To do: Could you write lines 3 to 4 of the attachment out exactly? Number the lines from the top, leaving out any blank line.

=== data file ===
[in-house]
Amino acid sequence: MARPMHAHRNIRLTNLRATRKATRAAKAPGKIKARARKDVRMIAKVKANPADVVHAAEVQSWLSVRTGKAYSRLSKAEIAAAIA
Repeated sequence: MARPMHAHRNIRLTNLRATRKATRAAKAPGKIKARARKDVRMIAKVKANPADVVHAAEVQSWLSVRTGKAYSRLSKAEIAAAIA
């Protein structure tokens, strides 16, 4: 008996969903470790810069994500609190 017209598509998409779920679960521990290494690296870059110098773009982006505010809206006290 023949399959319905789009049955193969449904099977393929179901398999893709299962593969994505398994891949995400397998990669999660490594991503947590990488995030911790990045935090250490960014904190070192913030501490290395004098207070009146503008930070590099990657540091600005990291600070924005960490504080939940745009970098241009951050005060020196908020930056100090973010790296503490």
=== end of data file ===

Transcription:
Repeated sequence: MARPMHAHRNIRLTNLRATRKATRAAKAPGKIKARARKDVRMIAKVKANPADVVHAAEVQSWLSVRTGKAYSRLSKAEIAAAIA
């Protein structure tokens, strides 16, 4: 008996969903470790810069994500609190 017209598509998409779920679960521990290494690296870059110098773009982006505010809206006290 023949399959319905789009049955193969449904099977393929179901398999893709299962593969994505398994891949995400397998990669999660490594991503947590990488995030911790990045935090250490960014904190070192913030501490290395004098207070009146503008930070590099990657540091600005990291600070924005960490504080939940745009970098241009951050005060020196908020930056100090973010790296503490």